Broken Windows: Studios Still Tinkering With the Dating Game

It’s been a chaotic couple of years in home entertainment.

As the pandemic began to spread in early 2020, the home entertainment business was already facing waves of change, with dominant streamers Netflix and Amazon finally getting some high-profile competition. Both the Walt Disney Co.’s Disney+ and Apple’s Apple TV+ had launched the previous November. Warner’s HBO Max was preparing to start streaming in May 2020, with NBCUniversal’s Peacock streaming service close behind in July.

ViacomCBS in September 2020 announced that its existing CBS All Access streaming service would be rebranded Paramount+ with the promise (since fulfilled) of top-tier studio product.

Meanwhile, premium-priced, in-home transactional viewing of first-run movies got a boost as studios looked to serve consumers locked out of theaters or wary of going to the cineplex as the pandemic swelled.

Never before had there been so many ways consumers could watch movies and other filmed content at home — just as a pandemic kept everyone there.

The result: a lot of broken windows.

Films hit theaters and premium VOD or streaming services simultaneously or landed on PVOD or streaming services in a matter of weeks after their theatrical bow — and generally entered the home earlier and in more varied ways than ever before.

Theaters — the traditional first stop for top films — faced their biggest threat to their exclusive window yet.

“The window has been shrinking for the last 20 years,” says analyst Michael Pachter of Wedbush Securities in Los Angeles. “It used to be nine months, then 180 days, then 135, then 105, then 90, then 70. Pre-pandemic, the theater owners had some leverage by refusing to exhibit films that had a shorter window, but that leverage evaporated when theaters were closed altogether. The studios experimented, with Universal shifting to 17-day windows (three weekends) and with Warner going day-and-date on HBO Max for all of 2021. Disney screwed up mightily with day-and-date PVOD — nobody cared about Mulan, but they cared very much about Black Widow.”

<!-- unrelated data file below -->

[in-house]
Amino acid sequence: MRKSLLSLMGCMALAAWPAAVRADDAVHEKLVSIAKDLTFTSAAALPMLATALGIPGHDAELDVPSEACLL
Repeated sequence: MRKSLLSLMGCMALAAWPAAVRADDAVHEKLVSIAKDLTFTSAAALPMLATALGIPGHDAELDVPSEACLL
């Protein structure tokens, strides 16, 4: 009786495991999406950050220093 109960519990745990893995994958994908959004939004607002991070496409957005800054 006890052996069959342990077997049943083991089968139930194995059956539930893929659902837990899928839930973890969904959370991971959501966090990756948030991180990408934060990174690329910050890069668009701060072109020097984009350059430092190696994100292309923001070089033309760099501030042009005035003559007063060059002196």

Disney, in fact, was sued by Black Widow’s lead actress Scarlett Johansson over her alleged losses over the PVOD move, and the studio settled.

Two years later, as the pandemic moves into a new phase, the experimentation seems to have waned, but it’s unclear (as it is with COVID-19) whether home entertainment has reached a “new normal.”
“When the pandemic impact began to fade, studios and theater owners found a 45-day middle ground,” Pachter says. “That appears to be an unwritten rule, and it is unclear if it will apply equally to all movies. I suspect that films like Top Gun: Maverick and Avatar: The Way of Water will have 70- to 105-day windows, and films like Elvis and Nope will have 45-day windows, with movies like Lightyear and Jurassic World: Dominion perhaps being available on their owners’ proprietary streaming services before being made available for VOD elsewhere.”

Theater owners are looking back to the future. On April 26 at CinemaCon in Las Vegas, John Fithian, CEO of the National Association of Theatre Owners, proclaimed the death of the concurrent theatrical/streaming video movie-release business model. He cited piracy as the leading cause of demise for a distribution strategy born in part by the pandemic. “When a pristine copy of a movie makes its way online and spreads, it has a very damaging impact on our industry,” Fithian told conference attendees, adding that upwards of 20% of the box office revenue could be lost to piracy. While digital piracy is a concern, it is not new or the primary driving factor for studios’ changing theatrical release strategy. Profits are.

“It’s an evolving landscape, and fortunately, the studios are all into maximizing profits,” Pachter says.